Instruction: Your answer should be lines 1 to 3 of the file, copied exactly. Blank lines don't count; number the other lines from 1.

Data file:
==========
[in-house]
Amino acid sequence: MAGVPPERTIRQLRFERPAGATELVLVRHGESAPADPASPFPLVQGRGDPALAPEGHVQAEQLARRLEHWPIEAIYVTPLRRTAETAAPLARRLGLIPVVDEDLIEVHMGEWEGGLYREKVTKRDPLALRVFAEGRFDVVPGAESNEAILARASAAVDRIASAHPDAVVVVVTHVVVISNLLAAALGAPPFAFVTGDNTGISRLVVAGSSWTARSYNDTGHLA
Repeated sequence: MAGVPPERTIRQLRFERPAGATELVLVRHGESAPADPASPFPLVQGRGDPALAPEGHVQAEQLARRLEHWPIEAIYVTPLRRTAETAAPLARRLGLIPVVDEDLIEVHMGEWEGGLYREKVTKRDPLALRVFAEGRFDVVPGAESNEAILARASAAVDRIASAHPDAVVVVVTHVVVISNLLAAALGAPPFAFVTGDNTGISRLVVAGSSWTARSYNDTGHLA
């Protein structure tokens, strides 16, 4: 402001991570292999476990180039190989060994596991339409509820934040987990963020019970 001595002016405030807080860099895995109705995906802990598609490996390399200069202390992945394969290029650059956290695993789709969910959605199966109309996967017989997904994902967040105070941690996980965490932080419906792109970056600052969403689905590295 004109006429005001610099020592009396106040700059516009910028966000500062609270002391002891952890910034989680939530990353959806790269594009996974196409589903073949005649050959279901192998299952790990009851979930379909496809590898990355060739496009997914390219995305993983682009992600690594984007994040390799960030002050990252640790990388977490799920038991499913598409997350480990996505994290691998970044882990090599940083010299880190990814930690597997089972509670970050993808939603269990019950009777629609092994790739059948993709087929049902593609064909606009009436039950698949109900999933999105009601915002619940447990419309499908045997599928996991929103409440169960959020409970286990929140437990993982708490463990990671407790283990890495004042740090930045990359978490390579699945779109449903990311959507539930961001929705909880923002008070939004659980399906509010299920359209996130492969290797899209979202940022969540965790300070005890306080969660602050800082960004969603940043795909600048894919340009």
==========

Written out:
[in-house]
Amino acid sequence: MAGVPPERTIRQLRFERPAGATELVLVRHGESAPADPASPFPLVQGRGDPALAPEGHVQAEQLARRLEHWPIEAIYVTPLRRTAETAAPLARRLGLIPVVDEDLIEVHMGEWEGGLYREKVTKRDPLALRVFAEGRFDVVPGAESNEAILARASAAVDRIASAHPDAVVVVVTHVVVISNLLAAALGAPPFAFVTGDNTGISRLVVAGSSWTARSYNDTGHLA
Repeated sequence: MAGVPPERTIRQLRFERPAGATELVLVRHGESAPADPASPFPLVQGRGDPALAPEGHVQAEQLARRLEHWPIEAIYVTPLRRTAETAAPLARRLGLIPVVDEDLIEVHMGEWEGGLYREKVTKRDPLALRVFAEGRFDVVPGAESNEAILARASAAVDRIASAHPDAVVVVVTHVVVISNLLAAALGAPPFAFVTGDNTGISRLVVAGSSWTARSYNDTGHLA